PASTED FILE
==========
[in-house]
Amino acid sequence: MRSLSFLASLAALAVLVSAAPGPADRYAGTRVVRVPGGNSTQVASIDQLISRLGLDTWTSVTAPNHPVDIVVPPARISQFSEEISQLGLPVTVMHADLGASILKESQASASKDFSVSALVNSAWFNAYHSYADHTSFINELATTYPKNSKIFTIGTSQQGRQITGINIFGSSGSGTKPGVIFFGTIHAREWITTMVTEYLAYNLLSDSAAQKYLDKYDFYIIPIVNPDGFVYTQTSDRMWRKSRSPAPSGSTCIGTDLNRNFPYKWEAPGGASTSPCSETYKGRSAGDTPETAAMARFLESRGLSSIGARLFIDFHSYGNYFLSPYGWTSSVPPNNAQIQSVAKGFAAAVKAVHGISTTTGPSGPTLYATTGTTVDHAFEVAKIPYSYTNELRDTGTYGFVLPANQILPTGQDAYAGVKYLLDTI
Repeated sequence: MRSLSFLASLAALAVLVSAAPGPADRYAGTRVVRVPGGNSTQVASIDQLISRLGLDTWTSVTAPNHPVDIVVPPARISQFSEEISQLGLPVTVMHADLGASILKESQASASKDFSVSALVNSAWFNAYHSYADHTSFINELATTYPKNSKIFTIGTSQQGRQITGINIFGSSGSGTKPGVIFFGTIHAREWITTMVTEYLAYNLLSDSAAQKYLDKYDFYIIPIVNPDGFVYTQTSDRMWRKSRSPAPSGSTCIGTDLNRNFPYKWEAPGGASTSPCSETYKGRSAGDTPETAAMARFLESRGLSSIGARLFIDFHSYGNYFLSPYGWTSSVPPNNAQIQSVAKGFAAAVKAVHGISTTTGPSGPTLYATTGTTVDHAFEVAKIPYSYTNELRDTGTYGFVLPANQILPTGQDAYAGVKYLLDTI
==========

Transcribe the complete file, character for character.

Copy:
[in-house]
Amino acid sequence: MRSLSFLASLAALAVLVSAAPGPADRYAGTRVVRVPGGNSTQVASIDQLISRLGLDTWTSVTAPNHPVDIVVPPARISQFSEEISQLGLPVTVMHADLGASILKESQASASKDFSVSALVNSAWFNAYHSYADHTSFINELATTYPKNSKIFTIGTSQQGRQITGINIFGSSGSGTKPGVIFFGTIHAREWITTMVTEYLAYNLLSDSAAQKYLDKYDFYIIPIVNPDGFVYTQTSDRMWRKSRSPAPSGSTCIGTDLNRNFPYKWEAPGGASTSPCSETYKGRSAGDTPETAAMARFLESRGLSSIGARLFIDFHSYGNYFLSPYGWTSSVPPNNAQIQSVAKGFAAAVKAVHGISTTTGPSGPTLYATTGTTVDHAFEVAKIPYSYTNELRDTGTYGFVLPANQILPTGQDAYAGVKYLLDTI
Repeated sequence: MRSLSFLASLAALAVLVSAAPGPADRYAGTRVVRVPGGNSTQVASIDQLISRLGLDTWTSVTAPNHPVDIVVPPARISQFSEEISQLGLPVTVMHADLGASILKESQASASKDFSVSALVNSAWFNAYHSYADHTSFINELATTYPKNSKIFTIGTSQQGRQITGINIFGSSGSGTKPGVIFFGTIHAREWITTMVTEYLAYNLLSDSAAQKYLDKYDFYIIPIVNPDGFVYTQTSDRMWRKSRSPAPSGSTCIGTDLNRNFPYKWEAPGGASTSPCSETYKGRSAGDTPETAAMARFLESRGLSSIGARLFIDFHSYGNYFLSPYGWTSSVPPNNAQIQSVAKGFAAAVKAVHGISTTTGPSGPTLYATTGTTVDHAFEVAKIPYSYTNELRDTGTYGFVLPANQILPTGQDAYAGVKYLLDTI